Rhino Parliament Opens; Speech from the Throne

Originally posted from August 28, 2008


Uh, oh!

(More later…)

(Later…) The currency is down another five cents, though it seems the rate of descent appears to have slowed. Analysts are speculating about another quarter point increase in the interest rate, and that alone seems to have soothed investors. Our stock markets are down another 100 points, which is less than I feared, but still…

If I had to categorize the reaction of the financial markets, or the world community, it would be… almost no reaction whatsoever. It’s like people are staring at us, mouths agape, incapable of saying or doing anything until something shakes them out of their spell.

The good news? This and the fact that the market hasn’t completely bottomed out means that international investors haven’t deserted us. They’re still doing business, they’re still making money, and they might stick around.

The bad news? This reaction is precisely the same as one has when one is witnessing a train wreck in progress. I do not like the parallels.

Another cause of the uncertainty could be the very mixed messages that are coming out of Parliament Hill. The Rhino MPs behaved themselves while parliamentarians engaged in a pretty orderly vote to re-elect Peter Milliken as the Speaker. But lest we think that the Rhinos were going to roll up their sleeves and govern seriously, we’re treated to a bizarre Throne Speech that seemed to make all monarchists and proponents for the traditions of parliamentary democracy spit fire.

Truth to tell, I was tempted to laugh. But then I reminded myself of where we were, and who was speaking. And what this means to our democratic system.

And then came this afternoon. Three bills from the Rhino government: 1) To amend all government bills to include the word “fun” inside them (“which has been conspicuously absent from all legislation”), 2) A bill to reform Elections Canada (among other things, to refund the $1000 deposit candidates must pay to the tune of $1.75 per vote — actually an interesting idea) and then finally, 3), the Rhinoceros Omnibus Bill (say that three times fast), which is basically a massive piece of legislation to enact all of the joke policies of the Rhinoceros platform all at once. It’s as if somebody made a checklist from Wikipedia’s entry on the history of the Rhinoceros Party.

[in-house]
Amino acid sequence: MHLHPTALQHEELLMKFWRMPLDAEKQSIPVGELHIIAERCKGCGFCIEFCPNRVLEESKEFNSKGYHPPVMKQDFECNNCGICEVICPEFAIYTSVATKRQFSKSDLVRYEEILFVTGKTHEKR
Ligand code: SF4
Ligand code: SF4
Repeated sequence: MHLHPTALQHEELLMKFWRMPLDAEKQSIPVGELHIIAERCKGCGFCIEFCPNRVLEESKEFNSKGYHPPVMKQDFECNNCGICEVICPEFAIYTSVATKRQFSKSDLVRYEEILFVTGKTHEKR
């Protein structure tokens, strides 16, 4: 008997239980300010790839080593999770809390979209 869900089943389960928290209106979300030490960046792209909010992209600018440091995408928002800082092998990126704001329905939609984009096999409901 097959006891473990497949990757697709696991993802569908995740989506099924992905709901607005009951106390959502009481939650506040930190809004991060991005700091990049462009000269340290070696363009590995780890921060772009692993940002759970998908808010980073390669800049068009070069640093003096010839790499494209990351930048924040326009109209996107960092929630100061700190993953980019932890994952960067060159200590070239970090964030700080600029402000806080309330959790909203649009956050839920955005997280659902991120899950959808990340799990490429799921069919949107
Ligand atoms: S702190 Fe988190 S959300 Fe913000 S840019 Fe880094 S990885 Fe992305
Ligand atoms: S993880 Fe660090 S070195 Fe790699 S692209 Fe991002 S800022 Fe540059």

Which is all, of course, a grotesque waste of time. Whatever isn’t unconstitutional is unimplementable. And as for the proposal to end crime by abolishing all laws — well, libertarians might like this in theory, but how the hell are we going to put this into practise?

And how on Earth do you legalize pot, and pans, and spatulas and other kitchen utensils when they weren’t illegal in the first place?!

Anybody want to guess how many thousands of dollars will be spent to write up these pieces of legislation, and all the assorted paperwork these bills will entail? Do the five million Canadians who voted Rhino believe that their dollars are being well spent by this exercise?

On the other hand, it was odd watching the Opposition reaction to all this, and this is where I get to the mixed messages coming from Parliament Hill. They basically just sat there, in fairly stony silence and took it. No debate. Nothing. I know: what was there to say? But still, no sign of any defence. No attempt to filibuster, or even force the Rhino government to force closure. These bills all passed their first reading 160-0 (with 148 abstentions), and they will go to the Senate and…

Hmm… I begin to see the method to the Opposition’s madness, here, as led by James Moore. To my American friends, don’t forget our Senate is an appointed body, with vacancies filled by the prime minister as they appear. Even after two years of Harper government, the Liberals still hold a majority there, and the Rhino’s have precisely zero seats. Engaging these bills at the Senate can allow debate to occur (and a vote to dismiss proceed) without the presence of 160 Rhino MPs disrupting things.

And even more intriguingly is that the Rhinos seem to have rewarded the Opposition silence by staying silent themselves. Two other bills entered first reading, both private members bills from the Opposition benches — one a rather technical amendment to the Railways Act, another a tweak of the Securities Commission, both very businesslike and boring — and both passed, with minor debate, and 160 abstentions from the government side.

So, what, do the Rhinos intend to let the Opposition govern us while they provide a sideshow? I doubt that’s a long-term solution. Although business is getting done, I’m reminded of how a chicken continues to kick its legs after its head gets cut off. Right now, Canada’s head doesn’t seem to be connected to its body. That can’t last for too much longer. Our international partners won’t tolerate this much uncertainty.

It should be an interesting day tomorrow as the Senate addresses the Rhino’s first pieces of legislation. And the news is reporting that President Bush will be giving Prime Minister Salmi a phone call. I’m wondering if I should call my friends in the northern States and ask if there have been any troop movements near their towns. Just, you know, to check.

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